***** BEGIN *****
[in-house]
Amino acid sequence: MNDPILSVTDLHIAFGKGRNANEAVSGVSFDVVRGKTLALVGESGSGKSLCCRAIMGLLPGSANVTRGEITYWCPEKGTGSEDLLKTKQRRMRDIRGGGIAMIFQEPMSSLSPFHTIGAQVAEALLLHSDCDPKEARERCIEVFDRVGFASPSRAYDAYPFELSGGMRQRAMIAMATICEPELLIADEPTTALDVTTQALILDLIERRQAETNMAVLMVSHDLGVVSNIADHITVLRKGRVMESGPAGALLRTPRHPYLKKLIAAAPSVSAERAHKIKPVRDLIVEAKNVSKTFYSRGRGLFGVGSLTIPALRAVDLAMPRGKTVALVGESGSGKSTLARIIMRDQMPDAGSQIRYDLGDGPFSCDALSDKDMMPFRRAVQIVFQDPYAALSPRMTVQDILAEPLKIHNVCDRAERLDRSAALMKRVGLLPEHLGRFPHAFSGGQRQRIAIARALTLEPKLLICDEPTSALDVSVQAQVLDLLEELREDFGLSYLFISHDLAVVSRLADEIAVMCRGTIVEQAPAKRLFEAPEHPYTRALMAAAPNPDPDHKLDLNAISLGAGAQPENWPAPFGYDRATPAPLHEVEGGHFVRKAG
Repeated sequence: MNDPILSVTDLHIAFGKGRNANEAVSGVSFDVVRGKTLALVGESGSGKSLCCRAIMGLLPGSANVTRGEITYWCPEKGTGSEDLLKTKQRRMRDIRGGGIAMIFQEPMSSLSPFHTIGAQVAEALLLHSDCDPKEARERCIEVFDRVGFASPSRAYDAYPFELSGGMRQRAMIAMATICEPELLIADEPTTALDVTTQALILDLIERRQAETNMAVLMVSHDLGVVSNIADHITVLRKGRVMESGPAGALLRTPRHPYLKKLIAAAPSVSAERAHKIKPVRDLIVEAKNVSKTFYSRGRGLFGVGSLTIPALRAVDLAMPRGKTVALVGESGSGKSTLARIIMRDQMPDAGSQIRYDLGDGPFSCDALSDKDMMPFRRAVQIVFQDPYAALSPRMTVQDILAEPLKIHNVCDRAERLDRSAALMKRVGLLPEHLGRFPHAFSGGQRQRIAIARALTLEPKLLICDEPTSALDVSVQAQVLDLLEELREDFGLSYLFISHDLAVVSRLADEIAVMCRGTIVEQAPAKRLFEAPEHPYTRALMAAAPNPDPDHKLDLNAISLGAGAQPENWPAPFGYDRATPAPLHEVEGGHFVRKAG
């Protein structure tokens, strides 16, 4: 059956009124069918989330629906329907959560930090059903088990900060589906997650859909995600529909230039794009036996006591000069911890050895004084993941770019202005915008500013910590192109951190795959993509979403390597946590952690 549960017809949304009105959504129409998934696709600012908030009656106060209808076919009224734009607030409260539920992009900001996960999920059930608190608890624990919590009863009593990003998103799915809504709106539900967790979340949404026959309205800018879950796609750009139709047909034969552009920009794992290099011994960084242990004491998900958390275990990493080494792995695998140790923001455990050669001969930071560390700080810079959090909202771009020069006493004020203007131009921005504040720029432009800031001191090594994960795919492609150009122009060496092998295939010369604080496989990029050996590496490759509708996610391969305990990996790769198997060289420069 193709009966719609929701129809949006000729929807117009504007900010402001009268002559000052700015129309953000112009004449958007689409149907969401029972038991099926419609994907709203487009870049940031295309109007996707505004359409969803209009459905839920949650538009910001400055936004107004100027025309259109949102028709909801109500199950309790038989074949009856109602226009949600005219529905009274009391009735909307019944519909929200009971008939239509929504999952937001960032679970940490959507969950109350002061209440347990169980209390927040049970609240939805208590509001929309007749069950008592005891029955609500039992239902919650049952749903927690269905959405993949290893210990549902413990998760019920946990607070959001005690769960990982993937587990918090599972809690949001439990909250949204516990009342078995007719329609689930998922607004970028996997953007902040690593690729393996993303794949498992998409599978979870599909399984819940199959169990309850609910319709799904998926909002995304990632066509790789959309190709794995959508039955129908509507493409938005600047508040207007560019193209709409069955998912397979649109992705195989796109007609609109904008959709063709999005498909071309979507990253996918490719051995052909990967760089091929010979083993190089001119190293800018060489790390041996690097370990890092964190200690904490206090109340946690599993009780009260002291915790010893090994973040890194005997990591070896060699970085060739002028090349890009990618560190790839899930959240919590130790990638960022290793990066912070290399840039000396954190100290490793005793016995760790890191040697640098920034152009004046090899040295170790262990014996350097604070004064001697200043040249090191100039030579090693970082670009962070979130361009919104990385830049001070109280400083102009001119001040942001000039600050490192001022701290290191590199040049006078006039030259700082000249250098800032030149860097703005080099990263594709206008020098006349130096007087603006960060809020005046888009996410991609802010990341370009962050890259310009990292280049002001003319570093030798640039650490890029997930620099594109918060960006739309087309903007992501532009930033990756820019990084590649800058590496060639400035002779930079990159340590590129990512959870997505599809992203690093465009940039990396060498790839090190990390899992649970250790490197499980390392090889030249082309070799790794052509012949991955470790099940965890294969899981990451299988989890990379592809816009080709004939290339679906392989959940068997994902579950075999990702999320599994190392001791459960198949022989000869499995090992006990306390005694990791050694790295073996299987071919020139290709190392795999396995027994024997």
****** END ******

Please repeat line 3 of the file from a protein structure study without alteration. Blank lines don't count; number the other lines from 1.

Repeated sequence: MNDPILSVTDLHIAFGKGRNANEAVSGVSFDVVRGKTLALVGESGSGKSLCCRAIMGLLPGSANVTRGEITYWCPEKGTGSEDLLKTKQRRMRDIRGGGIAMIFQEPMSSLSPFHTIGAQVAEALLLHSDCDPKEARERCIEVFDRVGFASPSRAYDAYPFELSGGMRQRAMIAMATICEPELLIADEPTTALDVTTQALILDLIERRQAETNMAVLMVSHDLGVVSNIADHITVLRKGRVMESGPAGALLRTPRHPYLKKLIAAAPSVSAERAHKIKPVRDLIVEAKNVSKTFYSRGRGLFGVGSLTIPALRAVDLAMPRGKTVALVGESGSGKSTLARIIMRDQMPDAGSQIRYDLGDGPFSCDALSDKDMMPFRRAVQIVFQDPYAALSPRMTVQDILAEPLKIHNVCDRAERLDRSAALMKRVGLLPEHLGRFPHAFSGGQRQRIAIARALTLEPKLLICDEPTSALDVSVQAQVLDLLEELREDFGLSYLFISHDLAVVSRLADEIAVMCRGTIVEQAPAKRLFEAPEHPYTRALMAAAPNPDPDHKLDLNAISLGAGAQPENWPAPFGYDRATPAPLHEVEGGHFVRKAG